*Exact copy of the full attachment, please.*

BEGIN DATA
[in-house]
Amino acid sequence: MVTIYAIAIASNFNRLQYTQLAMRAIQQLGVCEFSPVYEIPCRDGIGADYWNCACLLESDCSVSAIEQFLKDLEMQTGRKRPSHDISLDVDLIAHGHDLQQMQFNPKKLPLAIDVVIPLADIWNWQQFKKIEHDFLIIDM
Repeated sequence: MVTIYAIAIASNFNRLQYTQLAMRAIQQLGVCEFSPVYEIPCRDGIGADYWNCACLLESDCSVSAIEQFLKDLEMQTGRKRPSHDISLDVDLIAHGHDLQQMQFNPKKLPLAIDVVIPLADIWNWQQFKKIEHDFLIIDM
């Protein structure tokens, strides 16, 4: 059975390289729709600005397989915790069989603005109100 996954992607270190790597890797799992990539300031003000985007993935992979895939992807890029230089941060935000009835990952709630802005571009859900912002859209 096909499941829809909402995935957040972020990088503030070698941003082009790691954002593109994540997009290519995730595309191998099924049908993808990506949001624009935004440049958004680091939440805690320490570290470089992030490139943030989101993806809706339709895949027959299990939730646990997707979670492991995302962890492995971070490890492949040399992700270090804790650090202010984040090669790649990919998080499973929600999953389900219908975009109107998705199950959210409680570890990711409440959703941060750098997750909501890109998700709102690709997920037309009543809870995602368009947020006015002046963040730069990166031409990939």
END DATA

[in-house]
Amino acid sequence: MVTIYAIAIASNFNRLQYTQLAMRAIQQLGVCEFSPVYEIPCRDGIGADYWNCACLLESDCSVSAIEQFLKDLEMQTGRKRPSHDISLDVDLIAHGHDLQQMQFNPKKLPLAIDVVIPLADIWNWQQFKKIEHDFLIIDM
Repeated sequence: MVTIYAIAIASNFNRLQYTQLAMRAIQQLGVCEFSPVYEIPCRDGIGADYWNCACLLESDCSVSAIEQFLKDLEMQTGRKRPSHDISLDVDLIAHGHDLQQMQFNPKKLPLAIDVVIPLADIWNWQQFKKIEHDFLIIDM
């Protein structure tokens, strides 16, 4: 059975390289729709600005397989915790069989603005109100 996954992607270190790597890797799992990539300031003000985007993935992979895939992807890029230089941060935000009835990952709630802005571009859900912002859209 096909499941829809909402995935957040972020990088503030070698941003082009790691954002593109994540997009290519995730595309191998099924049908993808990506949001624009935004440049958004680091939440805690320490570290470089992030490139943030989101993806809706339709895949027959299990939730646990997707979670492991995302962890492995971070490890492949040399992700270090804790650090202010984040090669790649990919998080499973929600999953389900219908975009109107998705199950959210409680570890990711409440959703941060750098997750909501890109998700709102690709997920037309009543809870995602368009947020006015002046963040730069990166031409990939």